The mammalian eye is a markedly complex organ, and disruption of normal cell physiology at any of a number of levels may result in a devastating loss of vision. In recent years, ophthalmology research has advanced our understanding of fields as diverse as development, aging, immunology, and cancer. The articles in this series review this progress and highlight how the unique biology of the eye has allowed rapid advances in the areas of gene therapy and stem cell research.
Published September 2010
In placental mammals, sexual reproduction is a highly complex and tightly controlled process that begins with germ cell development and ends with the birth of live young. The articles in this series comprise an overview of our current understanding of many of the events crucial to sexual reproduction in placental mammals and point to some of the ways forward to moving from “bench-to-bedside” to enhance pregnancy success rates in fertility clinics.
Published April 2010
Stem cell biology is the study of how tissues and organs are formed and maintained throughout life. Recent efforts seek to translate scientific insights to the clinic. Such efforts are gaining momentum, but it is important to separate myth and hype from reality. The articles in this Review series aim to do just that, providing a balanced perspective on what the field has achieved, where it is headed, and what challenges must be overcome if effective stem cell–based therapies are to be developed.
Published January 2010
Research into the pathogenesis, prevention, and control of infectious and parasitic diseases remains a global priority as these scourges continue to be a substantial cause of mortality and morbidity. As highlighted in this Review Series, genome-wide approaches have provided great insight into a range of human pathogens, leading to greater understanding of the human diseases that they cause. Challenges that must be overcome in order to maximize our ability to use this wealth of genomic information are also discussed.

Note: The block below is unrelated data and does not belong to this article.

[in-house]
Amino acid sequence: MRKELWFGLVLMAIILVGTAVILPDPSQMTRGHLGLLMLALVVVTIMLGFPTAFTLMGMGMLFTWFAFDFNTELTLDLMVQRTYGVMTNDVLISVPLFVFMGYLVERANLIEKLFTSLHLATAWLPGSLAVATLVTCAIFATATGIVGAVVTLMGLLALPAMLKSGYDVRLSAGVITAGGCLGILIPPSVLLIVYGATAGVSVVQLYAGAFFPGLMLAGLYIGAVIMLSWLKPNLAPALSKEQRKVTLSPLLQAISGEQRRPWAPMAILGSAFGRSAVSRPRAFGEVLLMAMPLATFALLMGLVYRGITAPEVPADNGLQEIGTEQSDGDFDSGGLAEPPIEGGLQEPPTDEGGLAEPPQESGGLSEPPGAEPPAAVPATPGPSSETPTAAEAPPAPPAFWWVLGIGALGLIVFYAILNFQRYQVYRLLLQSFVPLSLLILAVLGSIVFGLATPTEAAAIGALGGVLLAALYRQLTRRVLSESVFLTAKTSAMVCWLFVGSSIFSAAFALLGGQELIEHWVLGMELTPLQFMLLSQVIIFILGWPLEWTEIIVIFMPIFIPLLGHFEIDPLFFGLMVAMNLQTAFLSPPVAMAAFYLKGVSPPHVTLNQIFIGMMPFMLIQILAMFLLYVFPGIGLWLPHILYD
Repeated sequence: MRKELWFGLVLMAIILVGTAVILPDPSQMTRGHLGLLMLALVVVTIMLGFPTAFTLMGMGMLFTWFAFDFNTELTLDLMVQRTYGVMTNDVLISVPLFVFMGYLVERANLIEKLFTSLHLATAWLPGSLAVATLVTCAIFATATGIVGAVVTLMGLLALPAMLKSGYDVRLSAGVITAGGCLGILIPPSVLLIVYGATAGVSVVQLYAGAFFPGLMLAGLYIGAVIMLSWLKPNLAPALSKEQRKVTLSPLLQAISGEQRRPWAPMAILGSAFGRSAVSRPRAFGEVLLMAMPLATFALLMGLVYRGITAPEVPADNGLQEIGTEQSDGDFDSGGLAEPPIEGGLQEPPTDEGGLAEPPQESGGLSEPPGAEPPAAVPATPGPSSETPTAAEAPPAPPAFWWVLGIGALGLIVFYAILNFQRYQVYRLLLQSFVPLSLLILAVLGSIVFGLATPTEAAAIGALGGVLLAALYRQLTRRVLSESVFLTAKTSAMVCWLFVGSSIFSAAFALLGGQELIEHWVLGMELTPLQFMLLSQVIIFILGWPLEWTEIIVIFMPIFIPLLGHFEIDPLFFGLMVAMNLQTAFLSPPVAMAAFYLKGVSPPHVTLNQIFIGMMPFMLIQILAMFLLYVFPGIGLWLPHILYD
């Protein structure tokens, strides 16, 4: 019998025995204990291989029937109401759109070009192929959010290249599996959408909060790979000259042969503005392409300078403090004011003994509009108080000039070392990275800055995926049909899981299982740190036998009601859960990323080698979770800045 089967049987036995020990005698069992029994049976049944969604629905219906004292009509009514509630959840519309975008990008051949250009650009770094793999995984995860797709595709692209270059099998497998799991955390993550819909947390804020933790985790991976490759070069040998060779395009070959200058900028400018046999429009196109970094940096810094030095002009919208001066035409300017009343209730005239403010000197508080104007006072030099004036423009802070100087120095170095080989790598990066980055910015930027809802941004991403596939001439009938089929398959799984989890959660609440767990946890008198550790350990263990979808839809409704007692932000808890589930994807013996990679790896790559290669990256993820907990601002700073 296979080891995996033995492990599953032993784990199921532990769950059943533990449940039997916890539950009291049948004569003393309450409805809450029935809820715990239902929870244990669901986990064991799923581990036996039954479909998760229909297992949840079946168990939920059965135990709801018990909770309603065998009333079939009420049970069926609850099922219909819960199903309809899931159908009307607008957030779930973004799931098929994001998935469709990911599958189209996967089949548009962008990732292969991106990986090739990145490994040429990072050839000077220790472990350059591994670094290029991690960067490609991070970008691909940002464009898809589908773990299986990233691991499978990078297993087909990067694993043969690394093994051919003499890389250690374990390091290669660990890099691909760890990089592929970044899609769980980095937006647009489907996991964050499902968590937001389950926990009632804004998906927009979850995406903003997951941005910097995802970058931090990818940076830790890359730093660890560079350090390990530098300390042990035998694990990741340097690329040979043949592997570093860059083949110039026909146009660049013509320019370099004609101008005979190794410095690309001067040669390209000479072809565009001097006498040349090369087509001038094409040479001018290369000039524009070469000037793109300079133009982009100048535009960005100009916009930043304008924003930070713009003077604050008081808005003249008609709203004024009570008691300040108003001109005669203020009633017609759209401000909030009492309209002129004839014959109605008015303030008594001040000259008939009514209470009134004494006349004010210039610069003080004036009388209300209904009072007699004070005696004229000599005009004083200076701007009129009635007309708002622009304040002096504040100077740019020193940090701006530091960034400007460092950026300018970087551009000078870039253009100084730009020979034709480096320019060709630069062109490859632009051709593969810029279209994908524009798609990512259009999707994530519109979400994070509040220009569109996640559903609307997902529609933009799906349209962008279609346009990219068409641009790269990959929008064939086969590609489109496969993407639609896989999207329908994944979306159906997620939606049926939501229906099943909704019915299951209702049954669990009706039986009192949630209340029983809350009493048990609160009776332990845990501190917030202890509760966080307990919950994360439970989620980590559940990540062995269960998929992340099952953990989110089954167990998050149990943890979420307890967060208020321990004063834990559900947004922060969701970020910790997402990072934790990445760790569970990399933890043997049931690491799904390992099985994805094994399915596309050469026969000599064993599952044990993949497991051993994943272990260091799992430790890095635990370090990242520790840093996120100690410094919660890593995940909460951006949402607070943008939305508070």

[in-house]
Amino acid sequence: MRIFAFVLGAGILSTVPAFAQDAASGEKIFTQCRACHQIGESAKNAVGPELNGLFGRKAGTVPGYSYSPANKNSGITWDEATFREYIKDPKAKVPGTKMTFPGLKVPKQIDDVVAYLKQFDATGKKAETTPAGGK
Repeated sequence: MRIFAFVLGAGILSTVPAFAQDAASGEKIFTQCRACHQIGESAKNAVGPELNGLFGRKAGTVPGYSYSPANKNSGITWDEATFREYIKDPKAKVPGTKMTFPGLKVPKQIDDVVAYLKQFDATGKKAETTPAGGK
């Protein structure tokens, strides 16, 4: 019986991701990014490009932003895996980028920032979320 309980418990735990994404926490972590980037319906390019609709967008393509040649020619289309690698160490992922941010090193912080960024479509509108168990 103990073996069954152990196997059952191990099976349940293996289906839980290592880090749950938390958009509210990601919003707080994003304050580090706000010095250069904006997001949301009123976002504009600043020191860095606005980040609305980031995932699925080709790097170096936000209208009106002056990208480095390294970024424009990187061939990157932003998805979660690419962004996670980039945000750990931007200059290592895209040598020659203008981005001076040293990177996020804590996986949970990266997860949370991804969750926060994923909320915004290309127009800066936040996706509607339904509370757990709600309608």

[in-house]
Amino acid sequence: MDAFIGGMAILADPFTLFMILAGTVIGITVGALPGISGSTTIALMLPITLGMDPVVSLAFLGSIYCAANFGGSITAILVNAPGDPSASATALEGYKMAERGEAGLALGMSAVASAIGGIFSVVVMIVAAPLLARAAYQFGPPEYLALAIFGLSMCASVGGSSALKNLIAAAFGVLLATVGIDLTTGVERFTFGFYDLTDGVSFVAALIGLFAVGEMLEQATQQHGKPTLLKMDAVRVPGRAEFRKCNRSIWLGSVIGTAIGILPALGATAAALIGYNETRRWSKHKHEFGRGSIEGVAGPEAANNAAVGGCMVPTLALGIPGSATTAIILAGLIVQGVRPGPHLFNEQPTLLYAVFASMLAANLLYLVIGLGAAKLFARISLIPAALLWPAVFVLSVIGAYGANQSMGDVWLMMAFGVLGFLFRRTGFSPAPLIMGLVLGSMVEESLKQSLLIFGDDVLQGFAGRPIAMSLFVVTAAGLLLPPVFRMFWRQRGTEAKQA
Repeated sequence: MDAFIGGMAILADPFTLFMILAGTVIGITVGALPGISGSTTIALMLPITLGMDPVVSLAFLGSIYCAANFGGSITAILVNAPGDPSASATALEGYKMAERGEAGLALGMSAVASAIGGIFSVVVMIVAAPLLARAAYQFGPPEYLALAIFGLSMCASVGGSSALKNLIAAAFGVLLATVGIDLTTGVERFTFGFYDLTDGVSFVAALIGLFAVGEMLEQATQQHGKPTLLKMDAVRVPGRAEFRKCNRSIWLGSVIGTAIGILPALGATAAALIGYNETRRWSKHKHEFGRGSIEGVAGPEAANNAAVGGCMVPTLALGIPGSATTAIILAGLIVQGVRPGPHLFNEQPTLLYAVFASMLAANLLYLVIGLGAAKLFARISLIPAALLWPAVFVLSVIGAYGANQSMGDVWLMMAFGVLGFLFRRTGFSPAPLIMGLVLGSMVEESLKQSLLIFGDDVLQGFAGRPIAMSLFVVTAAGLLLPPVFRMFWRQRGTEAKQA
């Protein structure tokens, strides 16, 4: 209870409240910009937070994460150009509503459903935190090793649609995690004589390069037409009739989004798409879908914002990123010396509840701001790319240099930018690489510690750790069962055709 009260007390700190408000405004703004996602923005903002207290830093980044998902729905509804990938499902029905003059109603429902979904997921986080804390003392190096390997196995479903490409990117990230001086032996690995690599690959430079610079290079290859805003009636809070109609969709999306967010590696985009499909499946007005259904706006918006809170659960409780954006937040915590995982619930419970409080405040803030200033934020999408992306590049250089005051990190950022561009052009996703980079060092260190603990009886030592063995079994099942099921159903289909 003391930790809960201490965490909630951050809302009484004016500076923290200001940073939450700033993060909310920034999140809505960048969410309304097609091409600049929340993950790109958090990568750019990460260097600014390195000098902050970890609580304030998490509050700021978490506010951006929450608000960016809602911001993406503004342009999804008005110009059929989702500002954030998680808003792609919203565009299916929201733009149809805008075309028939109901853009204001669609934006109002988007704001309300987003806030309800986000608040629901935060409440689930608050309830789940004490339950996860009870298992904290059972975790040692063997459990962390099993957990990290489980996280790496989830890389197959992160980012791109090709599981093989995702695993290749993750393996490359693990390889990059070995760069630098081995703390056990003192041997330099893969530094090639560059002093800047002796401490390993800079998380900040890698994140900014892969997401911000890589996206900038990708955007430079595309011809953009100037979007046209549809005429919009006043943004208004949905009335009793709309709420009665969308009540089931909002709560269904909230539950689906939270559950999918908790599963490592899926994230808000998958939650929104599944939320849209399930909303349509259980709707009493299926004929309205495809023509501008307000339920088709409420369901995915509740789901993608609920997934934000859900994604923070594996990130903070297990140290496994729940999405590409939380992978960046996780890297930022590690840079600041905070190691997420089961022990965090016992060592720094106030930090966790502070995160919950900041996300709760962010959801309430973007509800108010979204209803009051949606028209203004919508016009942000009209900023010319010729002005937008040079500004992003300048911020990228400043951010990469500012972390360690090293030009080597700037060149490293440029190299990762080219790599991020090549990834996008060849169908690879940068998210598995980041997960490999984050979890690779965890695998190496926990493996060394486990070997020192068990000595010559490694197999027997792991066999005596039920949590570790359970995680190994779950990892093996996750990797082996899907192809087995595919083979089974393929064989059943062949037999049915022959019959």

Published September 2009
Intermediate filaments (IFs) are one of the three major fibrillar cytoplasmic elements that make up the cytoskeleton. Cytoskeletal IFs in distinct cell types are formed from different members of a large family of proteins, the IF protein family, which also includes proteins that are present in the nucleus, where they are the main component of the nucleoskeleton. As discussed in this Review series, roles have been revealed for IFs in more than 80 human tissue-specific diseases.
Published July 2009
Published June 2009
Mental disorders such as schizophrenia, bipolar illness, depression, and autism are the number one source of medical disability for people 15–44 years of age in the U.S. and Canada. In the past, these disorders have been considered psychological conflicts or chemical imbalances, but, as highlighted in this Review series, recent research indicates they are brain disorders, developmental disorders, and complex genetic disorders.
Published April 2009
Cytokines are small protein mediators involved in essentially all biological processes. As such, abnormalities in cytokines, their receptors, and the signaling pathways that they initiate are involved in a wide variety of diseases. This Review Series discusses the important role of cytokines and their receptors in just a few of these diseases, specifically three chronic inflammatory disease areas and two forms of cancer, highlighting their potential as therapeutic targets.
Published November 2008
Published April 2008
Published February 2008